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An advice column is a column traditionally presented in a magazine or newspaper, but can also be delivered through other news media such as the internet and broadcast news media. The advice column format is question and answer: a (usually anonymous) reader writes to the media outlet with a problem in the form of a question, and the media outlet provides an answer or response. The responses are written by an advice columnist (colloquially known in British English as an agony aunt, or agony uncle if the columnist is male). The image presented was originally of an older woman dispensing comforting advice and maternal wisdom, hence the name "aunt". An advice columnist can also be someone who gives advice to people who send in problems to the newspaper.
Sometimes the author is in fact a composite or a team: Marjorie Proops's name appeared (with photo) long after she retired. The nominal writer may be a pseudonym, or in effect a brand name; the accompanying picture may bear little resemblance to the actual author.
The term is beginning to fall into disuse, as the scope of personal advice has broadened to include sexual matters — pioneered by the likes of Dr. Ruth — as well as general lifestyle issues.
Examples of advice columnist
Many advice columns are now syndicated and appear in very few newspapers. Prominent American examples include Dear Abby, Ann Landers, Carolyn Hax's Tell Me About It, and Emily Yoffe's Dear Prudence. Internet sites such as the Elder Wisdom Circle offer relationship advice to a broad audience; Dear Maggie offers sex advice to a predominantly Christian readership in Christianity Magazine; and Miriam's Advice Well offers advice to Jewish people in Philadelphia.
Men as advice columnists are rarer than women in print, but men have been appearing more often online in both serious and comedic formats.
Questions are most often asked anonymously, with the signature assuming the problem that is being expressed. For example, someone who is asking about erratic behaviour in their partner may sign their letter "Confused, Johannesburg".
On the Internet, a greater variation on the signature theme is often seen: the person's signature may refer to the problem being expressed, but rather in a phrase which the 'agony aunt' abbreviates so as to spell an appropriate word. For instance, "Confused About My Partner" would become "CAMP". Dan Savage uses this method to comic effect in his Savage Love column.
Advice columns on the Internet
Advice columns on the internet provide ways to share one's interests and expertise. Anyone can be a columnist and create their own advice column. Users can post questions for columnists to answer. Users can also interact with the columnist and with each other to voice their opinions. E-mailing advisers is popular because readers can open up their personal problems without exposing their identity to the world. Popular e-mail advisers include Aunt Vera and Annie.
Advice columns generally have limited capacity and are unable to answer all the requests they receive. They could potentially be criticised for raising the hopes of their correspondents for commercial gain. For this reason, Marjorie Proops regarded it as a professional duty to answer all the letters received, whether or not they were published.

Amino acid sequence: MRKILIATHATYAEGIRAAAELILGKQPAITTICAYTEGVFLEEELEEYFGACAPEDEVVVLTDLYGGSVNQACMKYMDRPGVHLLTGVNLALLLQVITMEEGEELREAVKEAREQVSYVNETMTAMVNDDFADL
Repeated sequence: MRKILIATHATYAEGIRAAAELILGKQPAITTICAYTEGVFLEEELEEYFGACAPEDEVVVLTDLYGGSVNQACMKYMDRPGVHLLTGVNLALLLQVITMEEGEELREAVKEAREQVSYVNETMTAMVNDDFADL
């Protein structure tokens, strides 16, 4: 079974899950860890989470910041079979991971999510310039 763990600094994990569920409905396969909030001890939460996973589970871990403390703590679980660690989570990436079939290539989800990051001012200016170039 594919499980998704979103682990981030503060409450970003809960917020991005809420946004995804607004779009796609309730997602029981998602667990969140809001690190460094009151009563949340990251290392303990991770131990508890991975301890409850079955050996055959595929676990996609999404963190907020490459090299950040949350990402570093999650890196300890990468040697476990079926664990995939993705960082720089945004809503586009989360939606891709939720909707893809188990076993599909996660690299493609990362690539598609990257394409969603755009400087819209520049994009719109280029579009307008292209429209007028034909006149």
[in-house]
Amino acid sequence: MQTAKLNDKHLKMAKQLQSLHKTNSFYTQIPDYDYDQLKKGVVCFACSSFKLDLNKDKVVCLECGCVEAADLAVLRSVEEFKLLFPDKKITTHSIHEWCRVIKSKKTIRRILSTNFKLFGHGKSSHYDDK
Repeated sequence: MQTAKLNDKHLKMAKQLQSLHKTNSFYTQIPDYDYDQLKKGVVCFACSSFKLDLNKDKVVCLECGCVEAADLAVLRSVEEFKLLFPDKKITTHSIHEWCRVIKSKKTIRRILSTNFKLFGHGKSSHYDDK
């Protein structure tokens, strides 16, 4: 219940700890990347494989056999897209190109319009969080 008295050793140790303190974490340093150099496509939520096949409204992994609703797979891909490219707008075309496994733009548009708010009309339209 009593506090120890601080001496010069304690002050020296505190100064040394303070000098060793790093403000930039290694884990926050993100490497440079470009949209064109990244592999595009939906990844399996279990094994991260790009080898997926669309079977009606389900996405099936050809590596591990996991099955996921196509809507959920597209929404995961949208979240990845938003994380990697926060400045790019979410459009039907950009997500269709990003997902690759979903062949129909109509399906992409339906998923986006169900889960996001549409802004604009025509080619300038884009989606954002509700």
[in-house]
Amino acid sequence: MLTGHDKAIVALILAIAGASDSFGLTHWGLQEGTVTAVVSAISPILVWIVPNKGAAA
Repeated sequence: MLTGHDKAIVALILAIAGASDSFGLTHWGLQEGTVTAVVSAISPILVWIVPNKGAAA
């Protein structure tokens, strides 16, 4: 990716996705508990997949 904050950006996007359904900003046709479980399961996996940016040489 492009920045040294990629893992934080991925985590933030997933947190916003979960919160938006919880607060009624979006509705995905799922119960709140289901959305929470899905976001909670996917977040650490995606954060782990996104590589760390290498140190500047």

In pop culture
Inevitably, the "Agony Aunt" has become the subject of fiction, often satirically or farcically. Versions of the form include:
- An agony aunt whose own personal problems and issues are more bizarre than those of her correspondents. A notable example is the British TV sitcom Agony created by Anna Raeburn, starring Maureen Lipman as the agony aunt with an overbearing mother, an unreliable husband, neurotic gay neighbours, and a career in media surrounded by self-promoting bizarros. Anna Raeburn herself works as an agony aunt on radio call-in shows, much as the main character of the sitcom does.
- Mrs. Mills deliberately gives terrible advice to her clients, and is a satire of an agony aunt.
- Another classic example of the agony aunt in fiction appears in Miss Lonelyhearts (1933) by Nathanael West.
- In Evelyn Waugh's novel The Loved One, a Mr. Slump dispenses advice (on one occasion, it is lethal) under the name Guru Brahmin.
- As of 2012[update], Chris Ayres cowrote "Ask Dr. Ozzy" with Ozzy Osbourne for The Sunday Times Magazine and Rolling Stone. The column features readers asking Ozzy personal and health questions, often resulting in a humorous response that includes the fact that Osbourne is not a real doctor and that the reader should consult a legitimate doctor instead.
- In Terry Pratchett's Discworld series, the Agony Aunts are elderly but violent enforcers for the Seamstress Guild, pausing in their pursuit of offenders only to shop for bargains at rummage sales.
- Amy Alkon ("Advice Goddess")
- Helen Bottel
- E. Jean Carroll
- George W. Crane
- Alma Denny
- Amy Dickinson
- Dorothy Dix
- Margo Howard
- Ann Landers
- Marie Manning ("Dear Beatrice Fairfax")
- Judith Martin
- Jeanne Phillips
- Pauline Phillips
- Dan Savage
- Jeffrey L. Seglin
- Cheryl Strayed ("Dear Sugar")
- Cary Tennis
- Emily Yoffe ("Dear Prudence")
- Katie Boyle
- Cathy Cassidy
- ChildLine's "Ask Sam", a children's advice column
- Quentin Fottrell
- Phillip Hodson
- Alex Hooper-Hodson
- Virginia Ironside
- Susan Sutherland Isaacs, who worked under the pseudonym "Ursula Wise" in several child care journals
- Marjorie Proops
- Susan Quilliam
- Claire Rayner
- Denise Robertson
- David Tang, who writes an advice column for the Financial Times Weekend edition
- Phoebe Halliwell
- Miss Lonelyhearts, novel
- "Mrs. Mills Solves all Your Problems"
- Straight Talk, a 1992 film featuring Dolly Parton as an agony aunt
- The Athenian Mercury (1690), first periodical with an advice column ever used
- The Ladies' Mercury (1693), first periodical just for women; mostly an advice column